Price of Oil, Imported Goods Falls
The June 2020 natural gas contract is trading up $0.03 at $1.65. The June 2020 crude oil contract is up $0.71 at $26.00. Meanwhile, natural gas in storage was 2,422 Bcf as of Friday, May 8, 2020, according to EIA estimates. The June 2020 prompt month natural gas contract lost ten cents yesterday and closed out the day at $1.616/MMBtu. This is the lowest we’ve seen the June 2020 contract settle since it debuted as the prompt month, with its highest settlement being $2.13 on the fifth of May.
Oil prices settled with a loss on Wednesday, failing to find support even after U.S. government data showed an unexpected weekly decline in domestic crude supplies, along with a fall in stocks at a key storage hub in Cushing, Oklahoma. On Thursday the Labor Department said U.S. import prices fell 2.6% in April, the largest decline in more than five years. The decline was led by oil prices, which have fallen due to the weak demand and lack of travel as a result of the Corona virus pandemic. Imported fuel prices declined a record 31.5% in April after a 26% drop in the prior month. Excluding fuel, prices of imported goods fell 0.5% in April. Import prices have fallen 6.8% over the past 12 months. Excluding fuel, prices have fallen 1%. On a more positive note, the Interior Department has given final approval for what could be the largest solar-power project in the U.S. It would be a $1 billion installation in Nevada that could power about 260,000 households, which is enough to cover the residential population of Las Vegas.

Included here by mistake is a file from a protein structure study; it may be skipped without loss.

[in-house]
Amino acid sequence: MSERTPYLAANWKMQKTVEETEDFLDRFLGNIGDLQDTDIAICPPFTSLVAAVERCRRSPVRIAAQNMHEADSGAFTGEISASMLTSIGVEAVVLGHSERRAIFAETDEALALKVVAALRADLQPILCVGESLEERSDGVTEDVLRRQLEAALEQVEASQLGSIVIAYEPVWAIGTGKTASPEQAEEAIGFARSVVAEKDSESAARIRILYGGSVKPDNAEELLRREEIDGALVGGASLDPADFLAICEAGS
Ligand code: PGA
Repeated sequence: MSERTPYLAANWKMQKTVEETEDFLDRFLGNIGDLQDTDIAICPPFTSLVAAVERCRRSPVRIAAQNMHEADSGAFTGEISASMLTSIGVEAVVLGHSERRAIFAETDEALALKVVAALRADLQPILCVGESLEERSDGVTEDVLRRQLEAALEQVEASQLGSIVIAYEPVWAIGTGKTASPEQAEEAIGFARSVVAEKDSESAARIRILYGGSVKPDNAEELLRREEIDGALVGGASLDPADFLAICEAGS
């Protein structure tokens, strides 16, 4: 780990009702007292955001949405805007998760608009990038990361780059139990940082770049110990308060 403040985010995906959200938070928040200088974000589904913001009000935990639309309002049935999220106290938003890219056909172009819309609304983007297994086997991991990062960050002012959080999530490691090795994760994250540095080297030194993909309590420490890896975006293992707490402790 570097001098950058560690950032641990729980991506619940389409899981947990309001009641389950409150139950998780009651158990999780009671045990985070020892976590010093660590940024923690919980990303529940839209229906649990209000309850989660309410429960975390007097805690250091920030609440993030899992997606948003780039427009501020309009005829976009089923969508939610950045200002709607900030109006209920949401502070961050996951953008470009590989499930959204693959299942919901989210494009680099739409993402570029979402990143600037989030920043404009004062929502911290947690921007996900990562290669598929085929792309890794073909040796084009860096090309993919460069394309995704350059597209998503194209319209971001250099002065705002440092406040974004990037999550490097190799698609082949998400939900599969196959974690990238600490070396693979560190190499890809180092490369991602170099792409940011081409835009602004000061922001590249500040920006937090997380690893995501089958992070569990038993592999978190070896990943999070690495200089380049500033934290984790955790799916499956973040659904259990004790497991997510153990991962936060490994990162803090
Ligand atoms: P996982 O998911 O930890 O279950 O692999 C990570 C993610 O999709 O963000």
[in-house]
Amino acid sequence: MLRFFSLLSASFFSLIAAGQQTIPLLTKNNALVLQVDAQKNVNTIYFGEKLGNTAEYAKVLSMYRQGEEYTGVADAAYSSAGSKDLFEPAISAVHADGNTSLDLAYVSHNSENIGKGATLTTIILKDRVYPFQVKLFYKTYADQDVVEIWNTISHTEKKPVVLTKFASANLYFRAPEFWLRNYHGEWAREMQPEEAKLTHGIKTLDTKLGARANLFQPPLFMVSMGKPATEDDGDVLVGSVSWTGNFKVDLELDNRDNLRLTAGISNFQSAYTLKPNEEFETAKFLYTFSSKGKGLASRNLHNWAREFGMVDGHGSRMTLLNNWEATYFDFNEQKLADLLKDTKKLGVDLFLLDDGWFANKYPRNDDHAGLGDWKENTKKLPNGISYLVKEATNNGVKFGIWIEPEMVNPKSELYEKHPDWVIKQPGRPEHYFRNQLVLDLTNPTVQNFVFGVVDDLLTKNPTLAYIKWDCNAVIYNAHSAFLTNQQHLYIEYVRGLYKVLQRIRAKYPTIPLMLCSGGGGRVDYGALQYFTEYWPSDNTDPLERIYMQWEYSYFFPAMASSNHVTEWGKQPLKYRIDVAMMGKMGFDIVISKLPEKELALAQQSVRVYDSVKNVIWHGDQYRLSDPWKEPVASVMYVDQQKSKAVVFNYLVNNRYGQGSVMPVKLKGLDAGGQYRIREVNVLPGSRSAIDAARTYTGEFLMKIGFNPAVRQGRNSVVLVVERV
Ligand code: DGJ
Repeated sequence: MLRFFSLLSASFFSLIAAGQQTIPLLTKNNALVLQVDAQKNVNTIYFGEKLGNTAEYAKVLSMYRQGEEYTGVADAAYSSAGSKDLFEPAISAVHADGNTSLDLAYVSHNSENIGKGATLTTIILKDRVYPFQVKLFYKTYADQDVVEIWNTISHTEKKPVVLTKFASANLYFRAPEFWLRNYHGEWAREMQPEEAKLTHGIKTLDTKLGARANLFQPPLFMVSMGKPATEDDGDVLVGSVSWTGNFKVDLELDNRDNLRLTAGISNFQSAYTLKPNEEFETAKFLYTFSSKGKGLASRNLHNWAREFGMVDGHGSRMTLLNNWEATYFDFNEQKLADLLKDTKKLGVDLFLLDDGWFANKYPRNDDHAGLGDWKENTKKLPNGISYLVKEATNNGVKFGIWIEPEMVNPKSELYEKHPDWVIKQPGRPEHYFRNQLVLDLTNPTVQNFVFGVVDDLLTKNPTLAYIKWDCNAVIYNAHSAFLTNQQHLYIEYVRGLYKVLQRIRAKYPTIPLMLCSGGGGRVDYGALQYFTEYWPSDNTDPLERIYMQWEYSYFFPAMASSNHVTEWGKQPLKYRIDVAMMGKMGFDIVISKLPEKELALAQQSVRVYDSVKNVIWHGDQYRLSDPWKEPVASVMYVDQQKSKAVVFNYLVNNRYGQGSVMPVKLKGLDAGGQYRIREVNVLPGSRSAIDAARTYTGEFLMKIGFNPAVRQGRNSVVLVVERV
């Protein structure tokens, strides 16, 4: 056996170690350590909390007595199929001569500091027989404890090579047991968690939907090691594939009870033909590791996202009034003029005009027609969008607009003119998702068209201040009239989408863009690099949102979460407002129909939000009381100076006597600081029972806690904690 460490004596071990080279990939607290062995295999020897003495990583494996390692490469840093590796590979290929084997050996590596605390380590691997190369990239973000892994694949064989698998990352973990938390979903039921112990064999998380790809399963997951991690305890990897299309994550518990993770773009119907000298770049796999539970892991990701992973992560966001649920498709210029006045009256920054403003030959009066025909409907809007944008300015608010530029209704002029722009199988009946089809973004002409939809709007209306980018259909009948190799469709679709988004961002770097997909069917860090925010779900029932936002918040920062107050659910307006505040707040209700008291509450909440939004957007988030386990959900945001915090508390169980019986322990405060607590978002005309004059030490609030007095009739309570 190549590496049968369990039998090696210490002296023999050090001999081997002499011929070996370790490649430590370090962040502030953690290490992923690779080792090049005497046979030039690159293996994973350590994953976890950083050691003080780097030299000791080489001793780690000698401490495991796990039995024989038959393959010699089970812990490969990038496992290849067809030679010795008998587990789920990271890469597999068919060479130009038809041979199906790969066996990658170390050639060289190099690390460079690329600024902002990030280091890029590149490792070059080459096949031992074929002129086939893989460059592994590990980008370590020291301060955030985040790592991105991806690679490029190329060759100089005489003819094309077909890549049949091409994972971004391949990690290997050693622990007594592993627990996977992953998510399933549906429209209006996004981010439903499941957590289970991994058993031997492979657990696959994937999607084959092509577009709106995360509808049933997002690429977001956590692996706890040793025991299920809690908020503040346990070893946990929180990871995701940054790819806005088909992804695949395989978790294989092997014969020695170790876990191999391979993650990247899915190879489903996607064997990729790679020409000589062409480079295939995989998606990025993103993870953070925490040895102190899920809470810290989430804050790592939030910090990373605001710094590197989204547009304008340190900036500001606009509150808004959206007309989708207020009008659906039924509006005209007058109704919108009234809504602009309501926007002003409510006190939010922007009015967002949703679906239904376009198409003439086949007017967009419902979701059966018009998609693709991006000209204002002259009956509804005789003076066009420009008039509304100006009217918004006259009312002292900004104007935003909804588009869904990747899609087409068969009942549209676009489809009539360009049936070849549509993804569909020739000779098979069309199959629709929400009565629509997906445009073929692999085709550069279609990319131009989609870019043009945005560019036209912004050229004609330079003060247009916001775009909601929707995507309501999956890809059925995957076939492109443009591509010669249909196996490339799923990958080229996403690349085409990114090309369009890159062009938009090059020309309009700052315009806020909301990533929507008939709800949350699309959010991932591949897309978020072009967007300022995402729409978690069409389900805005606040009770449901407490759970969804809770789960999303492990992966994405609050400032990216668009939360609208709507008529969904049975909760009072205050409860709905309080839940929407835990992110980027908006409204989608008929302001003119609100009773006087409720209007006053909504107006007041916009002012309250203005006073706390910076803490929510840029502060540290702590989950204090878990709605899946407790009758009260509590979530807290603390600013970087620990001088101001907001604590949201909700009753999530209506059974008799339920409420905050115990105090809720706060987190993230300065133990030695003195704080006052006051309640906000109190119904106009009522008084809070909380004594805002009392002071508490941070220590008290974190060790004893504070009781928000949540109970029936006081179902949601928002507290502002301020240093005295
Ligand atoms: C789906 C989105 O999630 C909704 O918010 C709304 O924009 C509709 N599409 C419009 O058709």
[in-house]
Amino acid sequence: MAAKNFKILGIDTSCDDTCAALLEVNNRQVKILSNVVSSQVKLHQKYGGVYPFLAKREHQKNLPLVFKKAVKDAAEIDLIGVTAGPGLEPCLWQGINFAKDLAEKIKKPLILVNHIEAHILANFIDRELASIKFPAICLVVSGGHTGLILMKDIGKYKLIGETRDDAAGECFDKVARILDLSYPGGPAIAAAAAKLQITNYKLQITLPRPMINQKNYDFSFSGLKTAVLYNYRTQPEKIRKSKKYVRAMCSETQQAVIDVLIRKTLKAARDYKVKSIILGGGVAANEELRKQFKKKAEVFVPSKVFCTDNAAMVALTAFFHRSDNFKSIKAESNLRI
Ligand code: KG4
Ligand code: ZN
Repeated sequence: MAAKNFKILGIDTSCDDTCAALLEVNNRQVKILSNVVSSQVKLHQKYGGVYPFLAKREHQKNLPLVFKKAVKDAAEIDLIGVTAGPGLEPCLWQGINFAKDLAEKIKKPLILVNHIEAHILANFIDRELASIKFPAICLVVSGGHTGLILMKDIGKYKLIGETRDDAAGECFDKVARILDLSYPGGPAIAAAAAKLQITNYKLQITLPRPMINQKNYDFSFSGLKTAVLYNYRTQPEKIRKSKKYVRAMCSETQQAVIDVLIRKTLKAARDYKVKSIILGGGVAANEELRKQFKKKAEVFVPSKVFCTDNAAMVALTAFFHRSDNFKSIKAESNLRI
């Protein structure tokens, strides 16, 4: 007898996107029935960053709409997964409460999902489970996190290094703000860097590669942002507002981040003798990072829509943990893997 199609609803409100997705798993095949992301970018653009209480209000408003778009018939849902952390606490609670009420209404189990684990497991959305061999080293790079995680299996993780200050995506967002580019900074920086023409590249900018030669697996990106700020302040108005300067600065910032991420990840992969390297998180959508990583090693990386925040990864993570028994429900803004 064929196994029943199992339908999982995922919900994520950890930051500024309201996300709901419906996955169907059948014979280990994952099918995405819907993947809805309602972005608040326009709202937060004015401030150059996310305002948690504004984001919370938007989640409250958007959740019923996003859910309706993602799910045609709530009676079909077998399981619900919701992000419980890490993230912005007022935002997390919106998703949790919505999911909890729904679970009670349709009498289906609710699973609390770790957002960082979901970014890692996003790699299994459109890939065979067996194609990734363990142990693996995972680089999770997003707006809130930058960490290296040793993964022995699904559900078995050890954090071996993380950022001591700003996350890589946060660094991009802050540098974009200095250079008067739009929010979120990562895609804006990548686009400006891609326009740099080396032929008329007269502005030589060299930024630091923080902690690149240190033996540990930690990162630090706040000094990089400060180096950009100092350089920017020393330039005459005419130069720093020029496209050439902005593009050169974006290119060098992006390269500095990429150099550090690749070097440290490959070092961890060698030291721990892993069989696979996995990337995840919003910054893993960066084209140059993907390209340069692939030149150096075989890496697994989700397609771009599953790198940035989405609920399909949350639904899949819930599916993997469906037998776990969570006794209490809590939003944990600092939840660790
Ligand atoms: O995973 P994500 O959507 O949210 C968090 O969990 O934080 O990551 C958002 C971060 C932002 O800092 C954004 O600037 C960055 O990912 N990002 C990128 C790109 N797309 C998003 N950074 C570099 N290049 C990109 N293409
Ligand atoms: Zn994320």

Natural gas pricing plays a key role in electricity power pricing due to the increasing reliance on natural gas fired generators as nuclear, coal, and oil generation is retired and mothballed. As the marginal unit of generation, gas prices are directly correlated to power pricing (more so in some regions such as NYC vs. others such as parts of PJM). We keep an eye on natural gas market fundamentals in order to provide insights into forward power pricing for our clients. Gas production has grown and surpassed any speculation that production would not be able to keep up with demand due to LNG and Mexican exports.